Building Notice Procedure

What Is It?

Anyone intending to carry out work to which Building Regulations apply must lodge an application with their local Building Control office - see Making an Application.

The building notice procedure allows work to be carried out without the submission of full plans.

It can be used for the following:

  • Internal alterations to a dwelling
  • Domestic extension less than 10m square in area
  • Roofspace conversion less than 3m square in area
  • Structural alterations to a dwelling, flat or maisonette
  • The provisions of services or installation of fittings to domestic properties (such as boiler replacements)
  • Houses in multiple occupation (HMO) (providing it meets criteria 1– 5 above)

Porch or conservatory loses exemption if:

  • No thermal separation from the existing dwelling
  • If the heating/cooling system is extended into it
  • If a fixed combustion appliance/cooling appliance is installed
  • Porch has no external door

It cannot be used for industrial or commercial buildings.

What you must do

Complete the Building Notice section on the standard application form available from your local Building Control Office, or alternatively, you may also download the application form from our website www.buildingcontrol.org. The form requires you to provide the following information:

  • The intended use of the building
  • A description of the work and its location
  • The proposed means of drainage
  • The materials to be used
  • The size of the building and its relationship to other buildings and to boundaries

A fee equal to the combined plan and inspection fee must be paid with the application.

You may also be asked to provide details or calculations concerning particular elements of the construction. It is not necessary to provide full plans but if you have had a set prepared it would be helpful to lodge them with the application.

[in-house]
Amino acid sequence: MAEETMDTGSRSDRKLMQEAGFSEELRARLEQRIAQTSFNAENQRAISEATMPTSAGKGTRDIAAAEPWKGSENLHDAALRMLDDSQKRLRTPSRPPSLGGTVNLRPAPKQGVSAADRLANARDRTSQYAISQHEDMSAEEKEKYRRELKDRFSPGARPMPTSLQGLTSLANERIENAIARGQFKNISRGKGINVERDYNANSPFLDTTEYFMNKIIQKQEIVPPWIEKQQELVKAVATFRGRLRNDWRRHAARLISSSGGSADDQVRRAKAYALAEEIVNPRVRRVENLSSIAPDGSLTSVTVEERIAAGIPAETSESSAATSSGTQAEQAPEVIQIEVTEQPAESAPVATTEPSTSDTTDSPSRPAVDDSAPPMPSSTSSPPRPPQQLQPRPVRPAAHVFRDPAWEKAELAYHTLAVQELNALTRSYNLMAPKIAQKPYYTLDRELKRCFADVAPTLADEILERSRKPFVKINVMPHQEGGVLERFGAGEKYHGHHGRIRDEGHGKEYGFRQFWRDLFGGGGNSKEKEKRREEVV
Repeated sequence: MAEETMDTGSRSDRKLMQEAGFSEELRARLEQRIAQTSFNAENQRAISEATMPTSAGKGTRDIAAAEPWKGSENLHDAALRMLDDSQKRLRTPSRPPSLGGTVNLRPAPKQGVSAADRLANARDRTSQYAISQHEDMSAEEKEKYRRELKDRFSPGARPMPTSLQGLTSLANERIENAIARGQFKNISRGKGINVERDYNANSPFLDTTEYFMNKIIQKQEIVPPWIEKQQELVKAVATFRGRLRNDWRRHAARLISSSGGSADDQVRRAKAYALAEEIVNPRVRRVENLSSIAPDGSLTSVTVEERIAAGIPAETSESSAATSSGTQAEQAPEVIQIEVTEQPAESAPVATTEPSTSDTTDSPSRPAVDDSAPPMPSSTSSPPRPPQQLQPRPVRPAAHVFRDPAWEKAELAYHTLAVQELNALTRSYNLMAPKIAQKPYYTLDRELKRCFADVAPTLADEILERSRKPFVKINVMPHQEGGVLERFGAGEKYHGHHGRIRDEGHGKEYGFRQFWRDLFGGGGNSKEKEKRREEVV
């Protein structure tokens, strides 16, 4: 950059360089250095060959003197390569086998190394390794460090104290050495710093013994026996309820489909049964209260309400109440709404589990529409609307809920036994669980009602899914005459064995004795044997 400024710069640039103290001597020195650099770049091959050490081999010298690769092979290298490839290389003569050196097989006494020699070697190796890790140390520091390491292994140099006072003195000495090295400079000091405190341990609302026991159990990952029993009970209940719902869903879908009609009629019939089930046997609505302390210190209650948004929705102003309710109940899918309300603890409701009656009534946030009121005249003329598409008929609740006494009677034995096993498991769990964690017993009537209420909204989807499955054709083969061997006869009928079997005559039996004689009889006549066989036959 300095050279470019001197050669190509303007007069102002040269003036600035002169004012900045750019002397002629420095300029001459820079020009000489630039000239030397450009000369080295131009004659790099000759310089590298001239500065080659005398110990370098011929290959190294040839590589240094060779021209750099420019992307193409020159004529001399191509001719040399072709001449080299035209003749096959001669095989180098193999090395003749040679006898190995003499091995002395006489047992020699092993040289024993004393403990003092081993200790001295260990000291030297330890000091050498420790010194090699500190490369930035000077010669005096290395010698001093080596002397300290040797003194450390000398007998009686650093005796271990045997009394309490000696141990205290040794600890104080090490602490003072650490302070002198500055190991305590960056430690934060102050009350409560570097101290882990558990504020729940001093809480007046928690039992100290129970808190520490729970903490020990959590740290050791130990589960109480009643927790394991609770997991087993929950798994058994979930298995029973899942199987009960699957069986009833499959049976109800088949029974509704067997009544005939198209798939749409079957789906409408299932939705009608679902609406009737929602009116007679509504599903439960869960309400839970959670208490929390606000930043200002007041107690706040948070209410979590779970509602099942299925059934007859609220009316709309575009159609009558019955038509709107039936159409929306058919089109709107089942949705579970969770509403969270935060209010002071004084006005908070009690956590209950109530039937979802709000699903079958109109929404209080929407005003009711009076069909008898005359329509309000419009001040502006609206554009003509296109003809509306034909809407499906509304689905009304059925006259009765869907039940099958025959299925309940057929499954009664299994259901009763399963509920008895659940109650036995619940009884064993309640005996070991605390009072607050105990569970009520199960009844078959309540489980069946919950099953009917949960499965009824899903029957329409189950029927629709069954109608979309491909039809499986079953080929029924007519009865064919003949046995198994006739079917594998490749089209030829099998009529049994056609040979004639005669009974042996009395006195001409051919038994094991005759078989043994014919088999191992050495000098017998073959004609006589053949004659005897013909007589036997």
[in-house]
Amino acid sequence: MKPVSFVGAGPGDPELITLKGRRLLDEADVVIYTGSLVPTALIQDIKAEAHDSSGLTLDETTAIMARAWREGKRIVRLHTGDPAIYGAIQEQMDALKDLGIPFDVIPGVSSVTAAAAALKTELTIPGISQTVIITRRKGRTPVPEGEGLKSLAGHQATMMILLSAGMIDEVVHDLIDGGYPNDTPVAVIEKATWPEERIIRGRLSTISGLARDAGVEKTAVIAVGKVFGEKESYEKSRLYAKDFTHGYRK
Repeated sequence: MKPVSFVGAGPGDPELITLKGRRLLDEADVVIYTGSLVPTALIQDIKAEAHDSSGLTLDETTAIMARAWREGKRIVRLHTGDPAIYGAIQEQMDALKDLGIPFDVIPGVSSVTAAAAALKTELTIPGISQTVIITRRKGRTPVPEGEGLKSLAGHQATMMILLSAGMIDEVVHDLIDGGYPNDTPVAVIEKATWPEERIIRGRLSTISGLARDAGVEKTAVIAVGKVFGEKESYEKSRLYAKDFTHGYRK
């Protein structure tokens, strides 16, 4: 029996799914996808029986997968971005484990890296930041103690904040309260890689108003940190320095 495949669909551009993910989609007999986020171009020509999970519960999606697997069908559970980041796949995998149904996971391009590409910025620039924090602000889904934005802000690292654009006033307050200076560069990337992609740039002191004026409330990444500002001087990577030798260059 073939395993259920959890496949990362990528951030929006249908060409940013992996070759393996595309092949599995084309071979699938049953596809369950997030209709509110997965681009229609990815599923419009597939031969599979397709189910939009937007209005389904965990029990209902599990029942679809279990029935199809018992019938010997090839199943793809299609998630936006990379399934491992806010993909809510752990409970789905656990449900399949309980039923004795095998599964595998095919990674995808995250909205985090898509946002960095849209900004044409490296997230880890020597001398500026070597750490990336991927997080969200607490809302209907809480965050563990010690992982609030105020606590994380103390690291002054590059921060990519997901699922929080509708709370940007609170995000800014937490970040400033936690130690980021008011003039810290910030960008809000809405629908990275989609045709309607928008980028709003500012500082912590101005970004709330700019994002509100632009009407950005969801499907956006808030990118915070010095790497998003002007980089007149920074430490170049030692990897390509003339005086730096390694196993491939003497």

Beginning work

As there will be no approved plans for your project you should select a builder who has a good knowledge of building practice and the Building Regulations. Ensure that Building Control received notice when the work is due to start and at particular stages as the work progresses. The work described in the Notice must be started within three years of the date of lodgement of the Notice.

A meeting with the Building Control Surveyor prior to the work starting is recommended to allow a programme of inspections to be agreed. When the work is satisfactorily completed you will receive a Completion Certificate.

Advantages

  • You save the expense and time of having drawings prepared.
  • Upon receipt of a valid Notice the work can start almost immediately.
  • It is most suitable for small works.
  • There is less paperwork and more concentration on the work on site.
  • A Completion Certificate is available.

Disadvantages

There will be no approved drawings. Lending Agencies often require these as a condition of a loan. In such circumstances you may need to make a full plans submission. Check with the lender.

The builder has no approved plan to work to. Any work that is found not to comply must be removed or made good - this may counter any savings made by not having full plans prepared.

Without approved drawings it will be difficult to compare tender prices from different builders.